In the days before the cloud, identity management and user authentication was often simply a matter of remembering your password to log into your (one and only) corporate account. Exceptionally, you might also have had login credentials for a central project or contract management application. Passwords were granted and controlled directly by the IT department. But with the cloud being here, users now connect to cloud applications without IT department approval and passwords per user multiply, making identity management a different, bigger challenge.
The Cloud Application Gold Rush and Its Consequences
Employees and their managers often mean well. They want to help their company win, serve, and grow the business. Cloud project controls applications are a fast way of achieving those goals. After all, they are ready to use today and accessible remotely, whereas IT departments trying to offer the same service from inside the enterprise may take days, weeks, or even months to get things going. However, uncontrolled third party cloud applications lead to weak or flawed identity management. And as they may be used with valuable and confidential enterprise data just like traditional on-premise applications, the risk of data breach grows.
IT Departments Need a New Approach
Desperate attempts by IT departments to clamp down on cloud application usage are often futile. In these days of mobile and BYOD access, you cannot stop users from connecting to popular file storage and syncing applications. The traditional IT security perimeter has vaporized in many cases. Conventional firewalls designed to protect everything on the inside are no longer sufficient, when so much is now happening on the outside, meaning in the cloud.
Going Securely with the Flow
Smarter IT departments realize that it makes more sense to go with the flow and reevaluate their identity management strategy, rather than fight it. They understand that it is preferable to support users who want to use cloud applications. They will then be better positioned to channel user activity into more secure modes, and to know what data is “out there” in which applications. This also increases the chances of safely terminating access for users who move from one department to another, or who leave the enterprise, rather than leaving open and exposed corporate data in unregistered SaaS accounts.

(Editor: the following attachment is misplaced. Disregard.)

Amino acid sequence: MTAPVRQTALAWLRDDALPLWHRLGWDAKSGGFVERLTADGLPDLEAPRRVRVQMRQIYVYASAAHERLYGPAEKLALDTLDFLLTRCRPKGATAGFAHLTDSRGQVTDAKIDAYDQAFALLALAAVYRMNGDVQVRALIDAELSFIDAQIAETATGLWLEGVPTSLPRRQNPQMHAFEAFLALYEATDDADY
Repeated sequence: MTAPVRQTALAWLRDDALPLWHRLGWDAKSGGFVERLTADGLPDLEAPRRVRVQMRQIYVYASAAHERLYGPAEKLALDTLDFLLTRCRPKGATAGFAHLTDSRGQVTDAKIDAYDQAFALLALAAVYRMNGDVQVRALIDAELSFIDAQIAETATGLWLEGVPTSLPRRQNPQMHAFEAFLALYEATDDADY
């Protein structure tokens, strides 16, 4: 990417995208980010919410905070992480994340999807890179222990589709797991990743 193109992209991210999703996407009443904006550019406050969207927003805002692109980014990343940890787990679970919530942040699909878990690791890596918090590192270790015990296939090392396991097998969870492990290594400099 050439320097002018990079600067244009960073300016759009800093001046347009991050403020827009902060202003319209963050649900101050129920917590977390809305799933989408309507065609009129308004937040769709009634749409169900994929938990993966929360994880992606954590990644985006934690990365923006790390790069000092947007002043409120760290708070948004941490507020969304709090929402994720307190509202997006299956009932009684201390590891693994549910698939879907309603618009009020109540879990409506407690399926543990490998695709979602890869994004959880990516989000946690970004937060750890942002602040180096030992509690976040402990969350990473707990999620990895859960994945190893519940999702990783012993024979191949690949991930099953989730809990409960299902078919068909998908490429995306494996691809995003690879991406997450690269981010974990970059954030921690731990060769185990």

Defining Use Cases and Selecting Cloud Service Providers
A critical counterpart to an effective identity management strategy that includes the cloud is the identification of user roles and requirements. An organization needs to draw up access rules that specify what a given type of user (role) should be able to access in terms of accounts, applications, data, and privileges (requirements.) From this, the organization can examine the different use cases – for example, bid management, project management, engineering design, and partner/supplier collaboration – to determine if identity management will be handled in-house or outsourced to another company. This combined identity and access management (IAM) approach also allows the IT department to assist in selecting suitable external service providers.
How LoadSpring™ Answers Identity Management Needs
LoadSpring integrates effective identity management capabilities into its cloud application hosting services via its LoadSpring Cloud Platform. Users see the benefit of LoadSpring Platform’s single sign-on capabilities, which spare them from having to remember multiple passwords. Companies can now enjoy fast and easy user and license management, to quickly add/delete users directly from the LoadSpring Cloud Platform. The location awareness capabilities of LoadSpring Cloud Portal also track the location from which their users are logging in and the different applications they are using. In short, LoadSpring Platform’s project cloud control portal help everybody to securely improve their identity management strategy.